Issuu on Google+

         

TECHNICIAN

friday september

20 2013

Raleigh, North Carolina

technicianonline.com

Doeren drops first home game as head coach PACK LOSES TO CLEMSON 26-14 SEE PAGE 8 JOHN JOYNER/TECHNICIAN

Head coach Dave Doeren asks for clarification from an official during the football game against Clemson University in Carter-Finley Stadium on Thursday, Sept. 19.

NCSU advances nanofiber applications Jess Thomas Correspondent

Airbrushing leads to largescale manufacturing of carbon fibers N.C. State researchers recently published a study about the production of carbon nanofibers by employing a technique called airbrushing. Generally, airbrushes are used to cover various surfaces with paint. However, according to Professor Joseph Tracy, who oversaw the research, airbrushing is a simple way to deposit large areas of catalyst particles. “Applications where you wanted a large area deposition that’s economical, this [airbrushing] would be a viable way to do it,” Tracy said. “It makes the application more technologically feasible.” The process of creating

nanofibers involves growing the nanoparticles, then airbrushing them to deposit them, and then having a coating of nanoparticles on the surface and then the nanofibers are grown from the nanoparticles, according to Tracy. Bryan Anderson, who coauthored the paper, said that there would be an effect on the entire biomedical industry. “We can use these carbon nanofibers to punch through cells, and you can use them for such things as drug delivery,” Anderson said. Anderson also said you can take a gene or a protein and attach them to the end of the carbon nanofibers, punch them into a cell and effectively insert those molecules into cells. The electronics industry TYLER ANDREWS/TECHNICIAN

RESEARCH continued page 3

Mehmet Sarac, a graduate student in materials science and engineering, Tracy, a professor of materials science and engineering, and Bryan Anderson, a graduate student in materials science and engineering.

University installs more Freshmen begin campaigns for Student Senate seats cameras on campus Brittany Bynum Correspondent

According to N.C. State Police Chief, Jack Moorman, Security Applications and Technologies is responsible for the installation of cameras on campus. He said that the technology in the security cameras is constantly improving. The cameras are an asset for security. “We have been able to successfully identify and prosecute many of the suspects after providing images of the suspects to the campus community,” Moorman said. Additionally, security cam-

eras have helped campus police determine whether or not witnesses misreport a crime, and police also use cameras as a forensic tool, according to Moorman. However, some students such as Taylor House, a junior in business administration, said they don’t feel comfortable with the cameras. House said security cameras on campus make her feel nervous at times, she said no one likes to be watched. House also said the cameras make her feel as if her personal space is being violated. “The big brother that’s always watching you becomes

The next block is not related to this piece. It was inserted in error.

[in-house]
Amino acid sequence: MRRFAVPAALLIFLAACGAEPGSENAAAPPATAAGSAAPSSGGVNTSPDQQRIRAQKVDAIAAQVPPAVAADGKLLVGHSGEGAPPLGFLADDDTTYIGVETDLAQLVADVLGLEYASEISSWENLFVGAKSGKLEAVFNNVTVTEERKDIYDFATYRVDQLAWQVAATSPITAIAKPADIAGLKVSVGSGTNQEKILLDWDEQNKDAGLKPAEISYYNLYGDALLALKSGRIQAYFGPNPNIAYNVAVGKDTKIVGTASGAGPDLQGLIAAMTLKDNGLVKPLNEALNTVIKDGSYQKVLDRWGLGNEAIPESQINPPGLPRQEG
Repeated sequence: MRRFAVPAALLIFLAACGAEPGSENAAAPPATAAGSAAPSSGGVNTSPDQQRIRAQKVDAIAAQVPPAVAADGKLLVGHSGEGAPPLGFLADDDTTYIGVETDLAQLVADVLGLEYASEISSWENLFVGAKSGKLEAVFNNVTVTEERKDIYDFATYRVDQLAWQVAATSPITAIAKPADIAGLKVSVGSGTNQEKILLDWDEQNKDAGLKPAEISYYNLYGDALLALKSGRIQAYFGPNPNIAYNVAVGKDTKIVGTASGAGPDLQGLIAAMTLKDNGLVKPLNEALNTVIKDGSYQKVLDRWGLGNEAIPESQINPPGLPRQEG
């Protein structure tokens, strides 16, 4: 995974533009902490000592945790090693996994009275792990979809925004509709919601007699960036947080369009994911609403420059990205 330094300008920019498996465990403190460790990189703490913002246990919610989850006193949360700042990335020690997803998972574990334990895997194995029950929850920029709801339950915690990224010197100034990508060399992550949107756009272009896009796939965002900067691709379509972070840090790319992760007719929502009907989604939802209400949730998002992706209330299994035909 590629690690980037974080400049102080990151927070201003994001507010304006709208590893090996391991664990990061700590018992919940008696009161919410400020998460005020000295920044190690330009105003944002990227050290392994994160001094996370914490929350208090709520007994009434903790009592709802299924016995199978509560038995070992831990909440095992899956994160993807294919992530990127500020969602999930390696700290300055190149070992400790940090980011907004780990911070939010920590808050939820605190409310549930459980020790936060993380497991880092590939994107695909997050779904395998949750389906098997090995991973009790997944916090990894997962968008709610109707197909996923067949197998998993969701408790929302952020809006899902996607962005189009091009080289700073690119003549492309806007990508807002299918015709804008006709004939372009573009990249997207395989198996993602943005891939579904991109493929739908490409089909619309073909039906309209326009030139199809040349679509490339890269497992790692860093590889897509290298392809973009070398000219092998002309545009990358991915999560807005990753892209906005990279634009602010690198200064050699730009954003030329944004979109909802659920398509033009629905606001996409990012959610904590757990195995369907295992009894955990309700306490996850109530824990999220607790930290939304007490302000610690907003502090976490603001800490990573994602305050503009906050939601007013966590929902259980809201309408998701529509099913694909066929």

a reality,” House said. According to Scott McInturf, the director of Security Applications and Technologies, security camera installations have project-driven locations, such as new student dorms on Centennial Campus and Hunt Library. McInturf also said that every time a new building is constructed it is evaluated for security plans to make sure Security Applications and Technologies can ensure the safety of students. After the plans are made,

CAMERA continued page 3

Katherine Kehoe Correspondent

This week’s fresh coat of chalk on the Brickyard is evidence that the fall 2013 freshmen Student Senate election campaigns are in full swing. Twenty-three first-year students are competing for 10 seats in the Senate. This election will also include a referendum vote for the Senate vice president, which makes every N.C. State student eligible to vote in the elections on Sept. 25 and 26. Carson Shepherd , a Senator in charge of advertising, said he encourages students

to vote because of the direct impact Student Government has on N.C. State. “We have the student body president acting as the student voice on the board of trustees, the [student body president] and [student senate president] serve on the Fees and Tuition Decision committee, and they vote exactly as the Senate wishes them to,” Shepherd said Each candidate has a different set of goals he or she wants to achieve while in office. Ben Stockdale, a freshman in political science, wants to develop a new roommate-

matching system for students living in dorms and work on communication between freshmen and the University. “I think especially for freshmen it’s hard to figure out what’s going on a lot of the time,” Stockdale said. “I feel like a lot of times we’re kind of left in the dark and find out things after they have happened, so I want to help students figure out what’s going on.” Rachel Livingston, a freshman in political science, said her platform is about encour-

ELECTION continued page 3

insidetechnician FEATURES

SPORTS

SPORTS

GTA V lives up to the hype

Wolfpack ‘keeper strives for excellence

Tigers tame Pack, win Textile Bowl

See page 8.

See page 8.

See page 6.

Pint Nights Mon & Wed

NEW! Baby Back Rib Nights Every Tue & Thurs 5pm-1:30am

NEW! Pizza Nights

Mon & Wed 5pm-1:30am

$11 Rack/ $6 Half-Rack 16” for $12 | 13” for $9 | 8” for $6 First Time Ever! (919) 755-3880 44¢ Wing & Buffalo Bite Night Mon, Wed, Fri 9pm-1:30am with Student or University ID

Over 65 LCD TVs Plenty of Parking

NEW! 44 Drafts on Tap!